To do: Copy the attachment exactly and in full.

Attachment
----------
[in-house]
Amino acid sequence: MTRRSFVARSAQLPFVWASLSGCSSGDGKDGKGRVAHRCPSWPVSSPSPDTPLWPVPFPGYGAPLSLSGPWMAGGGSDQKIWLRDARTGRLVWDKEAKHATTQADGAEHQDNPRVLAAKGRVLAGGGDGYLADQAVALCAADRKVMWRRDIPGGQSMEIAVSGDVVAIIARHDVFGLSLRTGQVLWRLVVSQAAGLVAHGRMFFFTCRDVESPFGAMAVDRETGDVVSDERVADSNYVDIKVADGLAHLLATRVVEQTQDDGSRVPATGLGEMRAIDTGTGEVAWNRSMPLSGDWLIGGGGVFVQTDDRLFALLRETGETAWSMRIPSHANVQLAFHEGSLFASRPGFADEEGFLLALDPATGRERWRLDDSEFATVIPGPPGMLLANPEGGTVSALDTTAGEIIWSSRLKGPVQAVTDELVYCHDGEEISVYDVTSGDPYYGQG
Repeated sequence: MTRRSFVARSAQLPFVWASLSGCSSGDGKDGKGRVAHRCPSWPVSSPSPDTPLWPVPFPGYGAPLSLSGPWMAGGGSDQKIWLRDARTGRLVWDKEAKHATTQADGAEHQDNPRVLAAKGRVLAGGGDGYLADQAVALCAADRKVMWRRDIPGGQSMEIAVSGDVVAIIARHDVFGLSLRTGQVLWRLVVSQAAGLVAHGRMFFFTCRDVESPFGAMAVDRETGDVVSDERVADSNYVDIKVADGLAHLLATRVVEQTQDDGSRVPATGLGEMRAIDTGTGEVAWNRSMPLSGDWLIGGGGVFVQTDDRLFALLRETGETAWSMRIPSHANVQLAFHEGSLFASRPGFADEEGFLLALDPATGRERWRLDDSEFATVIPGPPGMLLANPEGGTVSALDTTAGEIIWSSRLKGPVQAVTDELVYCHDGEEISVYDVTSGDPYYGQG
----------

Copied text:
[in-house]
Amino acid sequence: MTRRSFVARSAQLPFVWASLSGCSSGDGKDGKGRVAHRCPSWPVSSPSPDTPLWPVPFPGYGAPLSLSGPWMAGGGSDQKIWLRDARTGRLVWDKEAKHATTQADGAEHQDNPRVLAAKGRVLAGGGDGYLADQAVALCAADRKVMWRRDIPGGQSMEIAVSGDVVAIIARHDVFGLSLRTGQVLWRLVVSQAAGLVAHGRMFFFTCRDVESPFGAMAVDRETGDVVSDERVADSNYVDIKVADGLAHLLATRVVEQTQDDGSRVPATGLGEMRAIDTGTGEVAWNRSMPLSGDWLIGGGGVFVQTDDRLFALLRETGETAWSMRIPSHANVQLAFHEGSLFASRPGFADEEGFLLALDPATGRERWRLDDSEFATVIPGPPGMLLANPEGGTVSALDTTAGEIIWSSRLKGPVQAVTDELVYCHDGEEISVYDVTSGDPYYGQG
Repeated sequence: MTRRSFVARSAQLPFVWASLSGCSSGDGKDGKGRVAHRCPSWPVSSPSPDTPLWPVPFPGYGAPLSLSGPWMAGGGSDQKIWLRDARTGRLVWDKEAKHATTQADGAEHQDNPRVLAAKGRVLAGGGDGYLADQAVALCAADRKVMWRRDIPGGQSMEIAVSGDVVAIIARHDVFGLSLRTGQVLWRLVVSQAAGLVAHGRMFFFTCRDVESPFGAMAVDRETGDVVSDERVADSNYVDIKVADGLAHLLATRVVEQTQDDGSRVPATGLGEMRAIDTGTGEVAWNRSMPLSGDWLIGGGGVFVQTDDRLFALLRETGETAWSMRIPSHANVQLAFHEGSLFASRPGFADEEGFLLALDPATGRERWRLDDSEFATVIPGPPGMLLANPEGGTVSALDTTAGEIIWSSRLKGPVQAVTDELVYCHDGEEISVYDVTSGDPYYGQG